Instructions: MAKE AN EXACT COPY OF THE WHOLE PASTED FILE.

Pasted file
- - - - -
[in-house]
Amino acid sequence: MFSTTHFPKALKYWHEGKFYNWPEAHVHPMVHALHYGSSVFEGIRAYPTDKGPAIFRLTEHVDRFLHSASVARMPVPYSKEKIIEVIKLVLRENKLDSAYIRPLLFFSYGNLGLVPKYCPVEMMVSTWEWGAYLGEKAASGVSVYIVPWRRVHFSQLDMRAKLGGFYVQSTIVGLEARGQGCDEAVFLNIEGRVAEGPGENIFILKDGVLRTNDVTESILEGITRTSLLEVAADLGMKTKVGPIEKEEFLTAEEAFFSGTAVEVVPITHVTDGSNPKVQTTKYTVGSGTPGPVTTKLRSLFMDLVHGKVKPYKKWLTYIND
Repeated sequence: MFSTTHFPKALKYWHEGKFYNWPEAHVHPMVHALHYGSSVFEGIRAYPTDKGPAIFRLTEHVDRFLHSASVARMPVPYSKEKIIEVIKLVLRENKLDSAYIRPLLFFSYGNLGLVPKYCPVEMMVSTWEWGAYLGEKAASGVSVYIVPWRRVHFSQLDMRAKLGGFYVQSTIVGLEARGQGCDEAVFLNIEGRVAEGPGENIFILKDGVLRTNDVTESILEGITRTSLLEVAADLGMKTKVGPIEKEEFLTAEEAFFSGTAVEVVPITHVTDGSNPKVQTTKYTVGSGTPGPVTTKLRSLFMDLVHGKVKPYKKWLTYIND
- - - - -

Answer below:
[in-house]
Amino acid sequence: MFSTTHFPKALKYWHEGKFYNWPEAHVHPMVHALHYGSSVFEGIRAYPTDKGPAIFRLTEHVDRFLHSASVARMPVPYSKEKIIEVIKLVLRENKLDSAYIRPLLFFSYGNLGLVPKYCPVEMMVSTWEWGAYLGEKAASGVSVYIVPWRRVHFSQLDMRAKLGGFYVQSTIVGLEARGQGCDEAVFLNIEGRVAEGPGENIFILKDGVLRTNDVTESILEGITRTSLLEVAADLGMKTKVGPIEKEEFLTAEEAFFSGTAVEVVPITHVTDGSNPKVQTTKYTVGSGTPGPVTTKLRSLFMDLVHGKVKPYKKWLTYIND
Repeated sequence: MFSTTHFPKALKYWHEGKFYNWPEAHVHPMVHALHYGSSVFEGIRAYPTDKGPAIFRLTEHVDRFLHSASVARMPVPYSKEKIIEVIKLVLRENKLDSAYIRPLLFFSYGNLGLVPKYCPVEMMVSTWEWGAYLGEKAASGVSVYIVPWRRVHFSQLDMRAKLGGFYVQSTIVGLEARGQGCDEAVFLNIEGRVAEGPGENIFILKDGVLRTNDVTESILEGITRTSLLEVAADLGMKTKVGPIEKEEFLTAEEAFFSGTAVEVVPITHVTDGSNPKVQTTKYTVGSGTPGPVTTKLRSLFMDLVHGKVKPYKKWLTYIND